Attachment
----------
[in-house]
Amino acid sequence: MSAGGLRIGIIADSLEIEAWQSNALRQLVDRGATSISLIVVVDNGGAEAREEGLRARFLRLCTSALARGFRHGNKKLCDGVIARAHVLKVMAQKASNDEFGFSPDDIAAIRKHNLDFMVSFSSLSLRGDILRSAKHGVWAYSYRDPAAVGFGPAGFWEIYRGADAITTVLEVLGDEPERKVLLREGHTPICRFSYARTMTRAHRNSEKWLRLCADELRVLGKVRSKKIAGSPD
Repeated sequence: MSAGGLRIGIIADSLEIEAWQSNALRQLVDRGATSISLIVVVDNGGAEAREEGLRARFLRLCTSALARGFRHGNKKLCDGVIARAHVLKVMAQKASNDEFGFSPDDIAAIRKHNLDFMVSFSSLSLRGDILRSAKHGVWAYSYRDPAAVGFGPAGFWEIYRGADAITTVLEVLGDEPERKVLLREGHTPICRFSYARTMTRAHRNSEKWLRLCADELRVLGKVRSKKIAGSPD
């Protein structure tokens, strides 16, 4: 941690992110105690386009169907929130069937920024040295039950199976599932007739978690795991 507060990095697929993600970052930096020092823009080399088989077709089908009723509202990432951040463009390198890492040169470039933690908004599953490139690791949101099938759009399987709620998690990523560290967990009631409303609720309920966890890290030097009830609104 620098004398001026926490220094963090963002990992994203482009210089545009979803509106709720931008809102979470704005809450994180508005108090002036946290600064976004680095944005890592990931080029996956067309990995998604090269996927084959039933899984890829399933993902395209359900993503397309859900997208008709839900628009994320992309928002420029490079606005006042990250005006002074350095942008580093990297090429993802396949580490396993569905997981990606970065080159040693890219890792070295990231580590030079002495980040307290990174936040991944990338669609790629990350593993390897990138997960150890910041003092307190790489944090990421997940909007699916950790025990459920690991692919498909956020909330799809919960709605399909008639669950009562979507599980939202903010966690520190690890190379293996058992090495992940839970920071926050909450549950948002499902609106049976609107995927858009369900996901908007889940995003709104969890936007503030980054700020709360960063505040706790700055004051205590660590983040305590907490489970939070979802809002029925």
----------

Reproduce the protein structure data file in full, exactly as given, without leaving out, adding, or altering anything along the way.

[in-house]
Amino acid sequence: MSAGGLRIGIIADSLEIEAWQSNALRQLVDRGATSISLIVVVDNGGAEAREEGLRARFLRLCTSALARGFRHGNKKLCDGVIARAHVLKVMAQKASNDEFGFSPDDIAAIRKHNLDFMVSFSSLSLRGDILRSAKHGVWAYSYRDPAAVGFGPAGFWEIYRGADAITTVLEVLGDEPERKVLLREGHTPICRFSYARTMTRAHRNSEKWLRLCADELRVLGKVRSKKIAGSPD
Repeated sequence: MSAGGLRIGIIADSLEIEAWQSNALRQLVDRGATSISLIVVVDNGGAEAREEGLRARFLRLCTSALARGFRHGNKKLCDGVIARAHVLKVMAQKASNDEFGFSPDDIAAIRKHNLDFMVSFSSLSLRGDILRSAKHGVWAYSYRDPAAVGFGPAGFWEIYRGADAITTVLEVLGDEPERKVLLREGHTPICRFSYARTMTRAHRNSEKWLRLCADELRVLGKVRSKKIAGSPD
């Protein structure tokens, strides 16, 4: 941690992110105690386009169907929130069937920024040295039950199976599932007739978690795991 507060990095697929993600970052930096020092823009080399088989077709089908009723509202990432951040463009390198890492040169470039933690908004599953490139690791949101099938759009399987709620998690990523560290967990009631409303609720309920966890890290030097009830609104 620098004398001026926490220094963090963002990992994203482009210089545009979803509106709720931008809102979470704005809450994180508005108090002036946290600064976004680095944005890592990931080029996956067309990995998604090269996927084959039933899984890829399933993902395209359900993503397309859900997208008709839900628009994320992309928002420029490079606005006042990250005006002074350095942008580093990297090429993802396949580490396993569905997981990606970065080159040693890219890792070295990231580590030079002495980040307290990174936040991944990338669609790629990350593993390897990138997960150890910041003092307190790489944090990421997940909007699916950790025990459920690991692919498909956020909330799809919960709605399909008639669950009562979507599980939202903010966690520190690890190379293996058992090495992940839970920071926050909450549950948002499902609106049976609107995927858009369900996901908007889940995003709104969890936007503030980054700020709360960063505040706790700055004051205590660590983040305590907490489970939070979802809002029925």